“We believe that the current entrepreneurial development model for antibiotics is broken and needs to be fundamentally transformed.”
This provocative opinion is from a recent editorial in the New England Journal of Medicine. The introduction of penicillin, the first antibiotic miracle drug, led to an 80 percent reduction in mortality from infectious diseases. Other antibiotics quickly followed, reducing death rates even further. Over the past several decades, however, the discovery of new antibiotics has greatly slowed; most are what are called “me too” drugs that are potentially profitable for the manufacturer but not in any way ground-breaking. Emerging resistance to antibiotics was noted soon after their discovery, but newer agents appeared to keep us one step ahead of the pathogens. This breathing room may now have disappeared — we now are confronted with pathogenic bacteria that are completely resistant to all known antibiotics. Some have termed our new situation the post-antibiotic era. So we desperately need newer agents to treat infection. Where are these to come from?
The editorial writers describe how ineffectual our current model is for developing these essential new antibiotics. For one thing, development costs are enormous — up to two billion dollars. There is also this problem:
Rising rates of resistance appear to create new market opportunities for antibiotics. However, the absolute number of infections caused by each type of resistant bacterium is relatively small. Each newly approved antibiotic thus captures an ever-shrinking share of an increasingly splintered market — a problem that will only worsen over time.
A widely influential solution was proposed by the economist Jim O’Neill in 2016. His idea was to offer a variety of special financial incentives to drug companies to develop new antibiotics. Now he says it’s simply time to “just take it away from them and take it over.” The authors of The New England Journal editorial propose a model consisting of nonprofit organizations to focus on all aspects of preventing infections — not just new antibiotics but also things like vaccines, immunotherapies, and inflammatory modulators. I agree such a multifaceted approach is important because resistance among bacteria will always be an issue. A key principle here is using multiple approaches that work in different ways. We certainly use that principle in infectious disease practice by combining antibiotics that work in different ways.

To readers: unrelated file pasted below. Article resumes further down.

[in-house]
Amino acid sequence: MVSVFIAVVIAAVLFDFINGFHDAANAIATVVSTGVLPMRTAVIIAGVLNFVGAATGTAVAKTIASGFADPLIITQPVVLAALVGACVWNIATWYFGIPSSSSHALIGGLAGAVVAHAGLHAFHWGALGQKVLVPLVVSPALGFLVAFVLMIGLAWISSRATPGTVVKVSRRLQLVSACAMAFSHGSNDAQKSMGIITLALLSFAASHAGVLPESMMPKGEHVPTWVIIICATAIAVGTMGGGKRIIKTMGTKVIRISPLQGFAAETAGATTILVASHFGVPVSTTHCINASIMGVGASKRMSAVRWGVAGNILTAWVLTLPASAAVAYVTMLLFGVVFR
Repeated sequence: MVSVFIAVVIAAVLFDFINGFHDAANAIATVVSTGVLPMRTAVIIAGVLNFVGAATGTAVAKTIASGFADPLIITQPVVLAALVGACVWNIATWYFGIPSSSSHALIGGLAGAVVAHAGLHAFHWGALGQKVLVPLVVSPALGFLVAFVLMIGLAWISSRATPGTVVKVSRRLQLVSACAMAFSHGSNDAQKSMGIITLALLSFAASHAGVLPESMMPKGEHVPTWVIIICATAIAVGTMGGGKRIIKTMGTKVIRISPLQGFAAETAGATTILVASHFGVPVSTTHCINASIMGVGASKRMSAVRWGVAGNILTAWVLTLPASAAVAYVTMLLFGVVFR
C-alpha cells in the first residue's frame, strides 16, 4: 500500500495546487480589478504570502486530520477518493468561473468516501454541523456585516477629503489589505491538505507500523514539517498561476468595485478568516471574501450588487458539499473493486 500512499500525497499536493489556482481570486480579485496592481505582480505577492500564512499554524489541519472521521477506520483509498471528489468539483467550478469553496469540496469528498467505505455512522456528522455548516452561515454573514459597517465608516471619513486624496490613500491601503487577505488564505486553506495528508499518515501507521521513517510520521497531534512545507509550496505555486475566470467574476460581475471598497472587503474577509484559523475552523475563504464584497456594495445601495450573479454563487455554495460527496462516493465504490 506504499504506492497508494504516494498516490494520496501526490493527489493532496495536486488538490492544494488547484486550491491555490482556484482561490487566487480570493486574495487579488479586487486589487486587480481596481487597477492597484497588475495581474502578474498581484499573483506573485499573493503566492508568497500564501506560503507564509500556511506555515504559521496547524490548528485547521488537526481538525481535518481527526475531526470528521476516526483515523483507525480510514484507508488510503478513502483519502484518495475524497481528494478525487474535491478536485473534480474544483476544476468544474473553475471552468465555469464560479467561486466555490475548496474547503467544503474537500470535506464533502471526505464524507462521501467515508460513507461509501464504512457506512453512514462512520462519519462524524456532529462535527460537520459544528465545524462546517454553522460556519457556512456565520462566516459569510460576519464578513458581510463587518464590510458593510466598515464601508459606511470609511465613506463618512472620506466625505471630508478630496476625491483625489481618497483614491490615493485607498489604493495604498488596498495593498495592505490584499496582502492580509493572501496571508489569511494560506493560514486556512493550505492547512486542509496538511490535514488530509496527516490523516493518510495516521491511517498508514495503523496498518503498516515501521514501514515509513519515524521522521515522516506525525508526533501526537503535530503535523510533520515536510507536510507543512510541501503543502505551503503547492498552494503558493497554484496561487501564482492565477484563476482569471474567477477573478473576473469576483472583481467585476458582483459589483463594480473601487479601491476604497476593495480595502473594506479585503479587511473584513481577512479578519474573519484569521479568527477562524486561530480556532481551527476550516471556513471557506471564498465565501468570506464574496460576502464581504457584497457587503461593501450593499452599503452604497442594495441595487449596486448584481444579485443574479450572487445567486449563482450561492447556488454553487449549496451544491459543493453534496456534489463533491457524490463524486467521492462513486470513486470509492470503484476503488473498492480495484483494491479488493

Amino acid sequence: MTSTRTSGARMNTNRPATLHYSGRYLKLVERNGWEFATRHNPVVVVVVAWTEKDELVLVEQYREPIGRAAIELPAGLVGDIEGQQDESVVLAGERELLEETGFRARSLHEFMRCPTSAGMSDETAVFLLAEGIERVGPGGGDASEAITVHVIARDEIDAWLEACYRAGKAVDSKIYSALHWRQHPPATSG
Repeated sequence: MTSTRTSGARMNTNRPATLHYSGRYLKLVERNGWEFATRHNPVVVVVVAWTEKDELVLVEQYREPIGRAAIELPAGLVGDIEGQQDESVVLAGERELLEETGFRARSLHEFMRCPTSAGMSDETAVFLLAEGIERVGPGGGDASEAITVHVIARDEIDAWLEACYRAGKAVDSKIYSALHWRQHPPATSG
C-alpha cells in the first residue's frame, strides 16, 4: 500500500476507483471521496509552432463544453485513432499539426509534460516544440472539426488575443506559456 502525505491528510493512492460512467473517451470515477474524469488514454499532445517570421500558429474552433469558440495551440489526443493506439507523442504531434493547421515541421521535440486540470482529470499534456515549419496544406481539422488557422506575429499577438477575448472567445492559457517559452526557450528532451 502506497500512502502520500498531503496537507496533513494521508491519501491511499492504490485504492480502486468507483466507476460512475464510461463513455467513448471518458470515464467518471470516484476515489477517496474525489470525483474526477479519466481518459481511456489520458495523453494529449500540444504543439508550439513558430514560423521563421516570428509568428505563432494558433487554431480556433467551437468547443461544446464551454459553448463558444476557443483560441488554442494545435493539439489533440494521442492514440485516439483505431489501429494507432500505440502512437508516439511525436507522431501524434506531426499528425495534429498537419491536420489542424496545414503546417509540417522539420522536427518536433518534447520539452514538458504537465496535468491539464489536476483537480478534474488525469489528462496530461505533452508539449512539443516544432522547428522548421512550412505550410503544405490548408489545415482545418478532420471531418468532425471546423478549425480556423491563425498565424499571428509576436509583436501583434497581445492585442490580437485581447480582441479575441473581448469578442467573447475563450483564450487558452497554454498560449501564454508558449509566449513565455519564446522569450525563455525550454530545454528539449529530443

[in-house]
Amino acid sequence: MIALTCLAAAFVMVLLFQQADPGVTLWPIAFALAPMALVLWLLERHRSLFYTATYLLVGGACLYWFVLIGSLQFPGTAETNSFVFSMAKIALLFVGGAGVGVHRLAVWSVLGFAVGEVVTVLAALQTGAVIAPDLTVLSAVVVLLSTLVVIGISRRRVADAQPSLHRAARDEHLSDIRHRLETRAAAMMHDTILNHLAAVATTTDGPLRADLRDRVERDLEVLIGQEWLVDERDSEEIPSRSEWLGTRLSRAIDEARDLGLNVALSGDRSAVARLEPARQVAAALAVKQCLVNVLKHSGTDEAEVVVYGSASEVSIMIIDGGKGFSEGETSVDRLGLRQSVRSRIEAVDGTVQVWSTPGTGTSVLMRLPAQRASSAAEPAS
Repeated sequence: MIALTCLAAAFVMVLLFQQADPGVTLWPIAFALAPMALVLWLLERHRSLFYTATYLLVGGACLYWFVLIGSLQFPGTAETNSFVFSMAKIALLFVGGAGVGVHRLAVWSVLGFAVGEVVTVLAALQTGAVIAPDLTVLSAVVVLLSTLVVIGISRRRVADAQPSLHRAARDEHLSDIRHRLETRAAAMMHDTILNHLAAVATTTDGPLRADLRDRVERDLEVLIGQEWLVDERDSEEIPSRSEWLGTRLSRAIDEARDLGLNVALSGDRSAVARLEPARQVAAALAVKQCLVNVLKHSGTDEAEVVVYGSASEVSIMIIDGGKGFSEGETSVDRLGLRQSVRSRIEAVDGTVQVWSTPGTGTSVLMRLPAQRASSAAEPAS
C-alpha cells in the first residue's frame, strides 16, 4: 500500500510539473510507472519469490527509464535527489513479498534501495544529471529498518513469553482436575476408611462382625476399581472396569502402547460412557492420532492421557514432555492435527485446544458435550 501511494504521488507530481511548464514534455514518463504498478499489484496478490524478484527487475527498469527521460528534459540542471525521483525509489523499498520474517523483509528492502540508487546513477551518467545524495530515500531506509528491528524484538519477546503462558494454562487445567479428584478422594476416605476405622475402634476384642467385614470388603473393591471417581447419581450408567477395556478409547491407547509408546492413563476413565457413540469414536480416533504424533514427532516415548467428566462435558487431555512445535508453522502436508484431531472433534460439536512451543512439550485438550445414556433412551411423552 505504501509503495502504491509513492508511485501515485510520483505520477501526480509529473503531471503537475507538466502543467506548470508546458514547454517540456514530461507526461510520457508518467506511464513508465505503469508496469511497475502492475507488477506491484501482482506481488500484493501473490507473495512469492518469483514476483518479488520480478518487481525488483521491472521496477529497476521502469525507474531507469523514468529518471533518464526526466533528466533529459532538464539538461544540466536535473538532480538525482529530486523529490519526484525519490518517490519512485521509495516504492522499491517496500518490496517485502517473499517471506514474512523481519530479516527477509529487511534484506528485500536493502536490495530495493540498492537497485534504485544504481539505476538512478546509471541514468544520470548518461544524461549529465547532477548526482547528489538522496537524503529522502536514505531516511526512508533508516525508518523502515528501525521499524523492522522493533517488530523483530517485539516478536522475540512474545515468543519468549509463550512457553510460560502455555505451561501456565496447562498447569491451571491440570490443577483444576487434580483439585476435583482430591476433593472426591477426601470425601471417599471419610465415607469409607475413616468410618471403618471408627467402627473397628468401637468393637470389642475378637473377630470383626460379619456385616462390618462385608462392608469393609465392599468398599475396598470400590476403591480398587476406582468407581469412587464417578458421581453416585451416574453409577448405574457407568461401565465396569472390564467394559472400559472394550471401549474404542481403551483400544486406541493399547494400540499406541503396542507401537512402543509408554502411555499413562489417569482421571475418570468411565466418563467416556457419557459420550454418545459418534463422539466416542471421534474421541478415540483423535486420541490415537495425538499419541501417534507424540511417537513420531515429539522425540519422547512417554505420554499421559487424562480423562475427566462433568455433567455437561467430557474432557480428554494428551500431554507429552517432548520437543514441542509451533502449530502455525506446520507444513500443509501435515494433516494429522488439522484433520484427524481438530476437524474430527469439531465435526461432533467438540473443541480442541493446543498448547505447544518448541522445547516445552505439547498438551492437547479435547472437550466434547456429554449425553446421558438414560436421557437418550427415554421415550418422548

Establishing new ways of organizing our fight against infection would be difficult. But market-based, for-profit approaches simply haven’t worked at all. Drug companies are actually losing money trying. And thus as a society, we’re losing the battle.
Christopher Johnson is a pediatric intensive care physician and author of Keeping Your Kids Out of the Emergency Room: A Guide to Childhood Injuries and Illnesses, Your Critically Ill Child: Life and Death Choices Parents Must Face, How to Talk to Your Child’s Doctor: A Handbook for Parents, and How Your Child Heals: An Inside Look At Common Childhood Ailments. He blogs at his self-titled site, Christopher Johnson, MD.
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